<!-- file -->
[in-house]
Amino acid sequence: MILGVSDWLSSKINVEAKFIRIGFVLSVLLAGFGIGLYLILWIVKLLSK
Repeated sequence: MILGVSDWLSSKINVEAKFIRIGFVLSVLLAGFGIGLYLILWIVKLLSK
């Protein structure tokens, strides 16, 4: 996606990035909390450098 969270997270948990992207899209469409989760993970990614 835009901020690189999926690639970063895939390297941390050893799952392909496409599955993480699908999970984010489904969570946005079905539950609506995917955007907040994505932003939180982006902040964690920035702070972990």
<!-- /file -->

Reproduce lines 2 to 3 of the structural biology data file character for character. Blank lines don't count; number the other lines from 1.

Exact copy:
Amino acid sequence: MILGVSDWLSSKINVEAKFIRIGFVLSVLLAGFGIGLYLILWIVKLLSK
Repeated sequence: MILGVSDWLSSKINVEAKFIRIGFVLSVLLAGFGIGLYLILWIVKLLSK